Water Monitoring in Vang Vieng, Laos
March 18, 2009
Only a few hours’ drive from Laos’s capital of Vientiane, Vang Vieng is a small but growing town, and one of the country’s most popular ecotourism destinations. Here, the Nam Song River is the center of life. People from around the globe travel to Vang Vieng to enjoy kayaking, tubing, fishing, caving, and trekking along the river and its surrounding limestone cliffs. While local tourism and agriculture businesses thrive off the pristine waters of the Nam Song, villagers rely on the river for their main sources of protein: fish and aquatic insects. Local communities’ livelihoods and the success of the ecotourism industry in Vang Vieng are inextricably linked to the river’s health and surrounding ecosystems.
Laos’s river systems provide the foundation of the country’s burgeoning export economy, which largely consists of hydropower, mining, commercial agriculture, and forestry. Yet these industries – and even some tourism operations – are threatening once-pristine watersheds. Local communities and ecotourism entrepreneurs are increasingly concerned about uncontrolled development, poorly enforced environmental regulations, and their impact on precious water resources. Villagers who are intimately connected to the environment tell many anecdotes of environmental change, but they lack the means to scientifically monitor degrading water systems or effectively advocate for improved environmental protection.
Currently, there is very little if any baseline data on the health of river systems in Laos, and there are limited resources for monitoring water quality. Without this information, it is impossible to measure environmental changes over time or to formulate effective plans to address degrading water resources. In order to preserve Laos’s water supply, reliable, accurate information about its water supply quality is vital; such data can contribute to an informed policy dialogue on environmental health issues and to solutions for how to protect and maintain healthy water systems. Water data is particularly valuable to the ecotourism industry, which is a top priority of the national government and a promising field for sustainable economic development.
The Asia Foundation is spearheading a community-based monitoring approach in Vang Vieng. During a recent visit, Laos Program Officer Achariya Kohtbantau spent several days along the Nam Song River overseeing the Foundation’s first water quality field survey in Laos. The survey method features biological monitoring that uses benthic macroinvertebrates, which are small aquatic insects that are sensitive to pollution and physical disturbances in the river and therefore serve as good indicators of water quality. The project is inspired by the Foundation’s “Securing Our Future” water monitoring program in Mongolia, which, in two years, has sampled more than 125 rivers and trained more than 300 students, teachers, and community leaders in biological monitoring. As in Mongolia, our Lao partners also view this project as an educational vehicle to pass along traditional local wisdom on ecology and environmental stewardship across regions and generations.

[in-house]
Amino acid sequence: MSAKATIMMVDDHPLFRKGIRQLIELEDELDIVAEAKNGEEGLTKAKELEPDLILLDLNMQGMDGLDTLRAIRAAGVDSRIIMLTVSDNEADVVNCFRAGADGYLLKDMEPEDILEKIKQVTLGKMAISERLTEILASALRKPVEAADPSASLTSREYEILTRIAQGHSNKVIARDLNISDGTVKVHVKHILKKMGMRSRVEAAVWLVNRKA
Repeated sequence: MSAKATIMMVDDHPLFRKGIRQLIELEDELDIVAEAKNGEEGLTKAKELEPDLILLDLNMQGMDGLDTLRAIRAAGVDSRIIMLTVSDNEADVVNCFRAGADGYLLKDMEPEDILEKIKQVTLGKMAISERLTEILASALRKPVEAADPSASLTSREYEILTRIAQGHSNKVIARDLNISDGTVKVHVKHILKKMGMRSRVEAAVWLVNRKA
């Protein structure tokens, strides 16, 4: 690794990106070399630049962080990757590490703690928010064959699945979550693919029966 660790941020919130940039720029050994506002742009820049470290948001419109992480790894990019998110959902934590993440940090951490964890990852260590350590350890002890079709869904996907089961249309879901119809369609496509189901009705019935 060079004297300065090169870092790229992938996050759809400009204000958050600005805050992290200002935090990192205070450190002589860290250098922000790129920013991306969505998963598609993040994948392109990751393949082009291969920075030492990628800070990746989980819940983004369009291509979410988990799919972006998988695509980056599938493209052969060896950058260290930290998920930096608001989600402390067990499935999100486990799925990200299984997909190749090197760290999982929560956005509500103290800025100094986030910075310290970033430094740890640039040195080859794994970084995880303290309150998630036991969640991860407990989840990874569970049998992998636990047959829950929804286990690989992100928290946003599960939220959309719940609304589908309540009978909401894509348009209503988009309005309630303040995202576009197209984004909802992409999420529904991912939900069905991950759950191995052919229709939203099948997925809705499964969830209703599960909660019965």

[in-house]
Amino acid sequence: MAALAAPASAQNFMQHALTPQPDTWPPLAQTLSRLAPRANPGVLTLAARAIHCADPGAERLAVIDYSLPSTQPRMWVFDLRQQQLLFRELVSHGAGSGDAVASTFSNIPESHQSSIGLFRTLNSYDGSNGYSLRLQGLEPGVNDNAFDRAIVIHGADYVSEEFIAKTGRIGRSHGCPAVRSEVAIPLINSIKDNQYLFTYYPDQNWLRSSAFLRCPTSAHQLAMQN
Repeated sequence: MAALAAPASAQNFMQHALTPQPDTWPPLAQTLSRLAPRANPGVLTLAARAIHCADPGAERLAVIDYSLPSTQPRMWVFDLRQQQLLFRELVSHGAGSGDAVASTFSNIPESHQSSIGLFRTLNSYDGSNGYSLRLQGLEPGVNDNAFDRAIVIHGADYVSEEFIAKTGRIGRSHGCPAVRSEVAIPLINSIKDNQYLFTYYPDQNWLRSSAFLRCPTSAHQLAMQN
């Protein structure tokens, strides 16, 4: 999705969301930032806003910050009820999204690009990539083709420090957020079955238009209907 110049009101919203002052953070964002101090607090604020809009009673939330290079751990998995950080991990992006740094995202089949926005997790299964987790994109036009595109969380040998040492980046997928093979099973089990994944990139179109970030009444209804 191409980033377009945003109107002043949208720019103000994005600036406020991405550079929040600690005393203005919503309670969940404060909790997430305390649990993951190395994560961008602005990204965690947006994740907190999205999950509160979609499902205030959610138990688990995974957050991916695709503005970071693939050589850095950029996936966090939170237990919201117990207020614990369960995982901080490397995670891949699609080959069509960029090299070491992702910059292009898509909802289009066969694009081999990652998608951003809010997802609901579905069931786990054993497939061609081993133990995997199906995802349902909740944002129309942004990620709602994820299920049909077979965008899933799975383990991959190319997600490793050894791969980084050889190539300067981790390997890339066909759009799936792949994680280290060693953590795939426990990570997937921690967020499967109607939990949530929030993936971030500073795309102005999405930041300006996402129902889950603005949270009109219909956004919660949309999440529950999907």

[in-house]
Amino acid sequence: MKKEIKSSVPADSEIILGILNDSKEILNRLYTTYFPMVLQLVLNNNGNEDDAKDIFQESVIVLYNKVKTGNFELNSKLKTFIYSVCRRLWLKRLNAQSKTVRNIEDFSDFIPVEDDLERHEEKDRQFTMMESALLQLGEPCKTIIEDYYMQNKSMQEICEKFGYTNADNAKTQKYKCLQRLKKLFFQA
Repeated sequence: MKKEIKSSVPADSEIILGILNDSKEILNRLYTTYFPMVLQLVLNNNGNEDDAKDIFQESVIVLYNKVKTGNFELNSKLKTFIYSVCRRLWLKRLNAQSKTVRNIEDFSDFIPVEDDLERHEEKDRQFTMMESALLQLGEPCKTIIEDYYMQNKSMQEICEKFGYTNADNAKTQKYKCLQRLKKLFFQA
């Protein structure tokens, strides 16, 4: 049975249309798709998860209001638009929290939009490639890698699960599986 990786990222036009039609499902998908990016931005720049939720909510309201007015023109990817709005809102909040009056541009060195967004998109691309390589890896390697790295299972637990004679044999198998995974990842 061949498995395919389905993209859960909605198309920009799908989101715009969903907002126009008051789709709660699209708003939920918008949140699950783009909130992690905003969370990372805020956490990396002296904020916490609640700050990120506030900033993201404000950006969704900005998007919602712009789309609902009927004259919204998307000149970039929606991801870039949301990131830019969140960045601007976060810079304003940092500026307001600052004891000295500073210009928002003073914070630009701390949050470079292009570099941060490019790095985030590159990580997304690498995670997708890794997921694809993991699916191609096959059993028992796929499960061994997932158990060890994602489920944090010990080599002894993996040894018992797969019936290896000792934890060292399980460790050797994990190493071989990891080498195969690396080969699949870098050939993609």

Armed with kicknets and microscopes, the Foundation’s research partners at the National University of Laos Faculty of Science surveyed seven sites along the Nam Song River. Villagers and local officials observed the field research team with great interest and curiosity, and some eventually joined the effort, collecting the water bugs with their hands and giving researchers local names for each species. This approach seems to be a natural fit for the people of Vang Vieng, most of whom already have strong knowledge of water insects, since these aquatic creatures are an important part of their diet.
Over the next nine months, the Foundation will work with the Faculty of Science to develop Lao-specific training materials (such as a benthic macroinvertebrate field guide, water monitoring manuals, and river system maps) and to provide training for local communities and citizen groups (such as the Lao Youth Union and the Lao National Front for Reconstruction) so that they can conduct their own water monitoring. Data generated through this pilot project will be linked with a national environmental monitoring database, and an analysis of the data will be shared with the broader community in Vang Vieng. Eventually, the Foundation aims to connect and replicate the project in other areas of Laos that are more severely impacted by industrial and agricultural pollution.
In these ways, the water quality information produced through this project will provide direct benefits to Lao communities and local businesses, while contributing to the broader policy dialogue on sustainability and economic development.
Brooke Shull is The Asia Foundation’s Environment Program Officer. She can be reached at firstname.lastname@example.org.
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